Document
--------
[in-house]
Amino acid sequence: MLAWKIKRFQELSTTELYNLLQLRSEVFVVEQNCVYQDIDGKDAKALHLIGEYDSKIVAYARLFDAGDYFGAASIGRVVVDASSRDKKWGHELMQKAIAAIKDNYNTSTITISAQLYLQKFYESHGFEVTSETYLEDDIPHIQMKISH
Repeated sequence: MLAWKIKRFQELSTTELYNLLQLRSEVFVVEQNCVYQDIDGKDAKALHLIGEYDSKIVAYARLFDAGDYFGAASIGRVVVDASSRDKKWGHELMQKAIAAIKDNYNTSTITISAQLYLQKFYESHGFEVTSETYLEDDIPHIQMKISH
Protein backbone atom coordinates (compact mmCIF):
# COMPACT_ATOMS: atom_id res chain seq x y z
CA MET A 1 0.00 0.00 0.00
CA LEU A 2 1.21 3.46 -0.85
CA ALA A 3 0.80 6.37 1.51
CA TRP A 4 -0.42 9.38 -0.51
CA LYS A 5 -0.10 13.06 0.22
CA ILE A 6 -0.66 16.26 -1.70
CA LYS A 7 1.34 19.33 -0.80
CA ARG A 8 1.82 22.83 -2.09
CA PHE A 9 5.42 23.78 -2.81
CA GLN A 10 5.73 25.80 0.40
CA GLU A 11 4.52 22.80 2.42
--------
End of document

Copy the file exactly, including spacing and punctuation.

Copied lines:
[in-house]
Amino acid sequence: MLAWKIKRFQELSTTELYNLLQLRSEVFVVEQNCVYQDIDGKDAKALHLIGEYDSKIVAYARLFDAGDYFGAASIGRVVVDASSRDKKWGHELMQKAIAAIKDNYNTSTITISAQLYLQKFYESHGFEVTSETYLEDDIPHIQMKISH
Repeated sequence: MLAWKIKRFQELSTTELYNLLQLRSEVFVVEQNCVYQDIDGKDAKALHLIGEYDSKIVAYARLFDAGDYFGAASIGRVVVDASSRDKKWGHELMQKAIAAIKDNYNTSTITISAQLYLQKFYESHGFEVTSETYLEDDIPHIQMKISH
Protein backbone atom coordinates (compact mmCIF):
# COMPACT_ATOMS: atom_id res chain seq x y z
CA MET A 1 0.00 0.00 0.00
CA LEU A 2 1.21 3.46 -0.85
CA ALA A 3 0.80 6.37 1.51
CA TRP A 4 -0.42 9.38 -0.51
CA LYS A 5 -0.10 13.06 0.22
CA ILE A 6 -0.66 16.26 -1.70
CA LYS A 7 1.34 19.33 -0.80
CA ARG A 8 1.82 22.83 -2.09
CA PHE A 9 5.42 23.78 -2.81
CA GLN A 10 5.73 25.80 0.40
CA GLU A 11 4.52 22.80 2.42